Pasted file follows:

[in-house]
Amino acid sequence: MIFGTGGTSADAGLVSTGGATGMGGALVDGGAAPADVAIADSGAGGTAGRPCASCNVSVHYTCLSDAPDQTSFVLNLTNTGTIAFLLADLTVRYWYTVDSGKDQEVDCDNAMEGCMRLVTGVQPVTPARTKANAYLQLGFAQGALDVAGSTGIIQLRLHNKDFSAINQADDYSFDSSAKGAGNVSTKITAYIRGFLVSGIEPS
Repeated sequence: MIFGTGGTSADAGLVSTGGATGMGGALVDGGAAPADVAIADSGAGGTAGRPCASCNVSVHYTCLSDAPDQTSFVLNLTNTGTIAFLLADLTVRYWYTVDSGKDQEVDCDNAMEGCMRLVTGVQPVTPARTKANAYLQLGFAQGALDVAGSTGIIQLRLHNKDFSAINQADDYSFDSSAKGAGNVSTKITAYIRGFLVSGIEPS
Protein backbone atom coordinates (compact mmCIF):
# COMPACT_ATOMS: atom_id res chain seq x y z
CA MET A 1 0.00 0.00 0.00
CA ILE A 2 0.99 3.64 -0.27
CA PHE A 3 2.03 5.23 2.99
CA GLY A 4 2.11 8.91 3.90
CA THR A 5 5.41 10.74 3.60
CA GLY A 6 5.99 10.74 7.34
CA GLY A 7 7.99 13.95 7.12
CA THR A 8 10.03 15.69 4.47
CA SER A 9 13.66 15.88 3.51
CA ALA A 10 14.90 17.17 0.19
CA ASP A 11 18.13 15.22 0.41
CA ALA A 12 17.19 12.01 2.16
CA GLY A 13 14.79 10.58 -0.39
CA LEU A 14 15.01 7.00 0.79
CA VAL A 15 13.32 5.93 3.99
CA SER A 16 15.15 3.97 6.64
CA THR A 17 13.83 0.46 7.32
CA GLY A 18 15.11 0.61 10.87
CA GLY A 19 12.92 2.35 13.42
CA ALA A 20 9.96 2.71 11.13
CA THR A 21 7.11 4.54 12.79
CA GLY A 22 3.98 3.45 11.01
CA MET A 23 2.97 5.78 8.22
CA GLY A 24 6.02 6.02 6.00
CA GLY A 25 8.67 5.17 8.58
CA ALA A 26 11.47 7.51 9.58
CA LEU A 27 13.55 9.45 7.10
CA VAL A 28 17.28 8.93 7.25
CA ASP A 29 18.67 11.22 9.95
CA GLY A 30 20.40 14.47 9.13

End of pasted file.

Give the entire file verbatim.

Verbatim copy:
[in-house]
Amino acid sequence: MIFGTGGTSADAGLVSTGGATGMGGALVDGGAAPADVAIADSGAGGTAGRPCASCNVSVHYTCLSDAPDQTSFVLNLTNTGTIAFLLADLTVRYWYTVDSGKDQEVDCDNAMEGCMRLVTGVQPVTPARTKANAYLQLGFAQGALDVAGSTGIIQLRLHNKDFSAINQADDYSFDSSAKGAGNVSTKITAYIRGFLVSGIEPS
Repeated sequence: MIFGTGGTSADAGLVSTGGATGMGGALVDGGAAPADVAIADSGAGGTAGRPCASCNVSVHYTCLSDAPDQTSFVLNLTNTGTIAFLLADLTVRYWYTVDSGKDQEVDCDNAMEGCMRLVTGVQPVTPARTKANAYLQLGFAQGALDVAGSTGIIQLRLHNKDFSAINQADDYSFDSSAKGAGNVSTKITAYIRGFLVSGIEPS
Protein backbone atom coordinates (compact mmCIF):
# COMPACT_ATOMS: atom_id res chain seq x y z
CA MET A 1 0.00 0.00 0.00
CA ILE A 2 0.99 3.64 -0.27
CA PHE A 3 2.03 5.23 2.99
CA GLY A 4 2.11 8.91 3.90
CA THR A 5 5.41 10.74 3.60
CA GLY A 6 5.99 10.74 7.34
CA GLY A 7 7.99 13.95 7.12
CA THR A 8 10.03 15.69 4.47
CA SER A 9 13.66 15.88 3.51
CA ALA A 10 14.90 17.17 0.19
CA ASP A 11 18.13 15.22 0.41
CA ALA A 12 17.19 12.01 2.16
CA GLY A 13 14.79 10.58 -0.39
CA LEU A 14 15.01 7.00 0.79
CA VAL A 15 13.32 5.93 3.99
CA SER A 16 15.15 3.97 6.64
CA THR A 17 13.83 0.46 7.32
CA GLY A 18 15.11 0.61 10.87
CA GLY A 19 12.92 2.35 13.42
CA ALA A 20 9.96 2.71 11.13
CA THR A 21 7.11 4.54 12.79
CA GLY A 22 3.98 3.45 11.01
CA MET A 23 2.97 5.78 8.22
CA GLY A 24 6.02 6.02 6.00
CA GLY A 25 8.67 5.17 8.58
CA ALA A 26 11.47 7.51 9.58
CA LEU A 27 13.55 9.45 7.10
CA VAL A 28 17.28 8.93 7.25
CA ASP A 29 18.67 11.22 9.95
CA GLY A 30 20.40 14.47 9.13